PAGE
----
For all who attend, the annual gatherings have many layers of meaning.
© Beth Gauper
Girls dance in the circle at the Upper Sioux Wacipi near Granite Falls, Minn.
As the afternoon sun beat down on Mankato's Land of Memories Park, the drumming began.
Into a circle ringed by bleachers came dancers carrying sacred eagle staffs, honoring the memory of 38 Dakota warriors hanged
nearby in 1862. Other dancers carried flags, one honoring the military veterans who are venerated in Indian culture.
After them came the men's traditional dancers, wearing turkey-feather bustles and perhaps a bone breastplate, using a controlled, heel-to-toe step. Then came the fancy dancers, in a whirl of color and spinning leaps; grass dancers, with streamers swaying; and young women in jingle dresses.
It was the second year I'd come to the Mdewakanton Mah-kato Wacipi in Mankato. Even so, as I watched the proceedings and listened hard to the voices crackling over the PA, I could hear Sherlock Holmes' admonishment to the dim-witted Watson echoing in my ears: "You see, but you do not observe.''
A powwow can be a little like a Magic Eye puzzle: There's a swirl of colors and a lot to look at, but the eye may not be able to grasp the whole picture. That is, if the eye belongs to a person whose knowledge of Indians comes from history books.
"It's such a different culture,'' says public-television producer Barbara Wiener, who spent a year researching her documentary "Wacipi-PowWow.'' "It's so shocking — you feel like you've stepped into a different country.''
Each summer, powwows are held around the United States. For local bands, they are a social gathering, a time to greet old
friends, replenish a sense of cultural identity and show off achievements.
For the public — and the powwow's tradition of welcoming outsiders is an old one — it's a window into a culture rich with nature-based spirituality and symbolic meaning.
The Mankato wacipi is a traditional powwow, more like a family reunion; at competition powwows, dancers and sometimes
drummers vie for cash prizes.
At all powwows, the dancing celebrates each man and woman's artistry, spirituality and connection to ancestors and community.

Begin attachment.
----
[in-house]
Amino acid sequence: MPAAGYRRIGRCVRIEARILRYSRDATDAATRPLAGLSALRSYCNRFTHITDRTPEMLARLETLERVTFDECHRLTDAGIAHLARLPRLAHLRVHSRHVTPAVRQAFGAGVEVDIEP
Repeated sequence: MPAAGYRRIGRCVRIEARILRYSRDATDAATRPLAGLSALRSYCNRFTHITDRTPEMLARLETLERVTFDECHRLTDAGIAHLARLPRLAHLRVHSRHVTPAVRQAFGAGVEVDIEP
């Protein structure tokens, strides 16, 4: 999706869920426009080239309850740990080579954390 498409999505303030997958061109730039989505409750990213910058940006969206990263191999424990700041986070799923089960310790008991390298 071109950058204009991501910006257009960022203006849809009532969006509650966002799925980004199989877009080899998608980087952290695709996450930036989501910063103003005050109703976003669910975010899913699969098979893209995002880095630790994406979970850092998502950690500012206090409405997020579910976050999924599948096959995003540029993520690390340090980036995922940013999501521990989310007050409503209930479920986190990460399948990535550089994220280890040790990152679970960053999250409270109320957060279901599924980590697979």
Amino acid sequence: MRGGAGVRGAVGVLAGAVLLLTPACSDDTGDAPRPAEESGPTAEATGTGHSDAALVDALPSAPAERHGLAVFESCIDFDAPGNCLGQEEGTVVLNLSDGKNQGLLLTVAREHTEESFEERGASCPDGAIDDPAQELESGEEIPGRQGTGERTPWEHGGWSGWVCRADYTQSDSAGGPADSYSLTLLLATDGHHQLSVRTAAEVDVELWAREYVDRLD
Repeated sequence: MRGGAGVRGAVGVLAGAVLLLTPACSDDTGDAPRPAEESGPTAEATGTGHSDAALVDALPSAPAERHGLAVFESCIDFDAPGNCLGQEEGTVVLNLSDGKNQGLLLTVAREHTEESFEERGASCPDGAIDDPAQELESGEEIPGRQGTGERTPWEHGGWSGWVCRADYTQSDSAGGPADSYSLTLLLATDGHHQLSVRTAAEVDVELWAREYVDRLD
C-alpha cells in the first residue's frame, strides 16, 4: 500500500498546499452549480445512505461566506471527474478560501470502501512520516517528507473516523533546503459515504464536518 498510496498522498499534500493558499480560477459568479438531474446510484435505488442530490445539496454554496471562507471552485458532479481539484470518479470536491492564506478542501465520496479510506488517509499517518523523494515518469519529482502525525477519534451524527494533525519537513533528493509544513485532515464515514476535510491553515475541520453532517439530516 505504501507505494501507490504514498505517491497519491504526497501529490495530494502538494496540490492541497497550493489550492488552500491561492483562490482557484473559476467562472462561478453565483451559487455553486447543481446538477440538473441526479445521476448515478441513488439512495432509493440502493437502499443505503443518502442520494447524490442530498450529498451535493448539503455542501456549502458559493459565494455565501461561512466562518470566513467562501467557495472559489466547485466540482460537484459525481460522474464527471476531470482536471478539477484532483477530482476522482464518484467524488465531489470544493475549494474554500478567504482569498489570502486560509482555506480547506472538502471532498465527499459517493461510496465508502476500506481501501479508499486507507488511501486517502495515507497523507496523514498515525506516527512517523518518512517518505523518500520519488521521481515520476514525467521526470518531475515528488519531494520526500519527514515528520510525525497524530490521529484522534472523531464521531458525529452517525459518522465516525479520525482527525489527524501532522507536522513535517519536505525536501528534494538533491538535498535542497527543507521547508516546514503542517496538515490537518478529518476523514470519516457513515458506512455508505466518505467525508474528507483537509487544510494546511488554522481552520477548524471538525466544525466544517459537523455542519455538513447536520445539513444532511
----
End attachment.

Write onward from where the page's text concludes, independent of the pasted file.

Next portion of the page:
As we watched the dancers, we developed favorites, some for their intensity, some for their elaborate regalia, some for their movements.
One dancer moved his head sharply from side to side, like a bird, and wore red paint on his forehead and blue and black paint
on his cheeks.
Afterward, we complimented him on his dancing. His name was Gregory LaPointe, he had traveled from Rosebud, S.D., and he told us how, three years before, after many years of aimlessness, he finally had asked the elders for instruction and had begun to dance.
"Then everything just fell together,'' he said, and pointed to some young boys passing by. "I am like one of the children; I'm just now growing back into my culture. I'm learning to walk the road.''
© Beth Gauper
The drum circle provides the heartbeat for every powwow.
While the Grand Entry is the centerpiece of a powwow, there also are craft tents and food booths. At the Mah-kato wacipi, there was a Learning Tent where elder Solomon Hall of Brandon, Manitoba, told me about his work as a therapist and medicine man. Another elder showed us how to make small canvas tepees for children.
In another tent, some older men were hunched over a game of moccasin, a kind of shell game played with mats and poles; according to legend, it was created by a Dakota hunter who, having beaten an enemy at the game, refused to cut his neck and instead took him home as a brother.
In time, says Barbara Wiener, the many facets of Indian culture reveal themselves to those who relax their reliance on Western thinking.
"The more powwows you go to, the more you know and the more respectful you are in terms of listening, and if you listen you will get it,'' she says. "Now, I can't imagine a summer without going to several.''
Trip Tips: Powwows